August 14, 2003
Combining soccer with education – people are already thinking about it

Of all the education news stories of the last day or two, this one struck me as the most interesting:

It is a shadow that hangs over the thousands of young men who aspire to earning a living from their favourite pursuit, playing football: What if they fail to make the grade?

As the multi-millionaire players of the country's best teams prepare to kick off another lucrative season, the pain of coming to terms with the dashing of dreams can be especially hard for those forced to give up the game through injury or because they have been released by their clubs.

Today, instead of finalising their pre-season training, up to 80 would-be players will be visiting a jobs fair at Keele University, the first of its kind organised by the FA Premier League to prove that there is life after football.

The more I ruminate upon it, the more I believe the growth areas in education to be everywhere except in "schools". The way to sort out a lot of the problems in education is to denationalise, and to allow individual pupil choice. But how do you do that? It has to be done gradually, and it has to be sneaked past the special interests, and if they do see it coming, it has to be too popular and to make too much sense to be opposable. In general, the way that education is going to develop in the future is for adult institutions to diversify down the age range.

In particular, I believe that the big sports clubs are going, logically, to be drawn towards teaching more and more indoor stuff as well. If the big soccer clubs of Britain were to open up schools, not just for the boys they considered possible future stars, but for boys who were merely keen to learn about life with a soccer slant to it, starting with boys of, say, twelve, no one would stop them, provided they did it half reasonably. Their big problem would, on the contrary, be the government being so keen to help.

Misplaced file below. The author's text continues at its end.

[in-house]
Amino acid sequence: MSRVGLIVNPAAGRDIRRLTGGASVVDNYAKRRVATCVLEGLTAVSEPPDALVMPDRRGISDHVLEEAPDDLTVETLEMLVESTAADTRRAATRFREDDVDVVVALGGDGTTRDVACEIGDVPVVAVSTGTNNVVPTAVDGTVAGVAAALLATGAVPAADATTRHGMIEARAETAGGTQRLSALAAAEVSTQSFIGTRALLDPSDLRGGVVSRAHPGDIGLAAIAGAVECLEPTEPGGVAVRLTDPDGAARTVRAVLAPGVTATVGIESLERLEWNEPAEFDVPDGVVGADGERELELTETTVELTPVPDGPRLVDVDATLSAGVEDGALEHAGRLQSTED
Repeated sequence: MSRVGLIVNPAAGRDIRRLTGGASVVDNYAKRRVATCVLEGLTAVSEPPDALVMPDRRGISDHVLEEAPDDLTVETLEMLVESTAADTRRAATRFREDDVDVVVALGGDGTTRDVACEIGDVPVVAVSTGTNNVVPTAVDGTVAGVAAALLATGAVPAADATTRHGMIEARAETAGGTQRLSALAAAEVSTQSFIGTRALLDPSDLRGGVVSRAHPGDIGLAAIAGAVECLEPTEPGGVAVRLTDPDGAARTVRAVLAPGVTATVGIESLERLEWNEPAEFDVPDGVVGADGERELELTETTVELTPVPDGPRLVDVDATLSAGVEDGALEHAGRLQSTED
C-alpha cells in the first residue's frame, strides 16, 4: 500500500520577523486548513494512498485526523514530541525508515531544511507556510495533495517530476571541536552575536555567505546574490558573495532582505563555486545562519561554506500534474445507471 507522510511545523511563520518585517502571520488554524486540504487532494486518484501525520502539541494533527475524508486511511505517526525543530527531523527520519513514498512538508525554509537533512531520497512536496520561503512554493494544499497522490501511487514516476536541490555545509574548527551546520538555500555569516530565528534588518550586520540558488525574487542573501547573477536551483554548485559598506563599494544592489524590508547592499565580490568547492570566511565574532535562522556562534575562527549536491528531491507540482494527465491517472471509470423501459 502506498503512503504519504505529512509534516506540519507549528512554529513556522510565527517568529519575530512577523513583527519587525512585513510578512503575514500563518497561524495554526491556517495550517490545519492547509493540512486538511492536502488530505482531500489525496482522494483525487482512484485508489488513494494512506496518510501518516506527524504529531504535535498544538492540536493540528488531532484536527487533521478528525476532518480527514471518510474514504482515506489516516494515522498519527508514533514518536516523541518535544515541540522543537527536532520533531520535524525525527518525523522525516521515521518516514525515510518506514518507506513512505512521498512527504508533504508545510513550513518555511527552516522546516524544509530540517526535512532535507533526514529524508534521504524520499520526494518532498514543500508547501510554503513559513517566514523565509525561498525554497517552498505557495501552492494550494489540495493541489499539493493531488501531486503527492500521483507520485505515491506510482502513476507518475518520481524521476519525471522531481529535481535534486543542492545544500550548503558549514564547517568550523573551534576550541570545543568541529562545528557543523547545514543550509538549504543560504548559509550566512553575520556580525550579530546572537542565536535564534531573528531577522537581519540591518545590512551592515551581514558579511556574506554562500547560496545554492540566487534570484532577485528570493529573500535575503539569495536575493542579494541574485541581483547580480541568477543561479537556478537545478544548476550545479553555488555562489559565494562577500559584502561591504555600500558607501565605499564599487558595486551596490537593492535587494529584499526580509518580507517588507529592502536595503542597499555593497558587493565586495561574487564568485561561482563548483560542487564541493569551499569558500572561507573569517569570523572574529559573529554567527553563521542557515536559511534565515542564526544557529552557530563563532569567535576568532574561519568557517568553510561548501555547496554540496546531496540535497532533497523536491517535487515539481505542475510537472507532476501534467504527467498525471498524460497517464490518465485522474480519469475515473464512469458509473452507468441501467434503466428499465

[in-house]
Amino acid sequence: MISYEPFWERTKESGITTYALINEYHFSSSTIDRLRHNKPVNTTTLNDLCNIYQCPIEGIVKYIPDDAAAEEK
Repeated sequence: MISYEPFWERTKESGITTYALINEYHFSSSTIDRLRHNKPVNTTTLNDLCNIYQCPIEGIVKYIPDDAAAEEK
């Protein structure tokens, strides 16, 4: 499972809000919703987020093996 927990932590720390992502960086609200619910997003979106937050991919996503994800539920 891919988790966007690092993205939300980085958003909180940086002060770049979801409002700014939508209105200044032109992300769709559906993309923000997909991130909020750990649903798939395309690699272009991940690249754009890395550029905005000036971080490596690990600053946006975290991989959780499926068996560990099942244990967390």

The basic problem for most teenagers is that they aren't going to be able to do what they would most like to do, and this applies with special ferocity to aspiring soccer stars. Most of them really aren't going to make it. They are liable to be very disappointed.

This story is only about the soccer people taking some of the bump out of the otherwise very hard landing that soccer boys get now if the soccer clubs decide they've no more use for them, which is what it decides for most of them, of course. And what I think it shows is that thought is going into the education of the "others", the ones who don't make it, the ones who if only they can be offered the right alternatives, could do fine, or not, depending.

In short, the world of soccer is thinking hard about education.

Four out of five players who signed on with Premier League clubs in their teens would be released by the time they reached 21, he added. Some of those eligible to attend today's fair will have been with their clubs since the age of eight.

Did I say twelve?

To help them, the league has assembled an all-star line-up of university admissions staff and employers to try to help them develop a new career.

Kate Coleman, education and child-protection manager at the FA Premier League, said: "The league takes the education of young people very seriously and we have worked very hard in conjunction with our academies [established at individual clubs] to encourage scholars to realise the importance of gaining academic qualifications. Unfortunately, not every player who joins a Premier League Academy will sign a professional contract with their club and get a career out of the game. The event at Keele will be a useful opportunity for those players who have been released by clubs to assess what options they have for the future."

Universities including Loughborough – famous for its sports science degree – Cardiff and Leeds Metropolitan will be attending the event. A wide range of employers at the fair will include the armed services, the fire brigade and the John Lewis Partnership.

I guess all I'm really saying is: interesting.

Posted by Brian Micklethwait at 11:10 PM
Category: Boys will be boysFree market reforms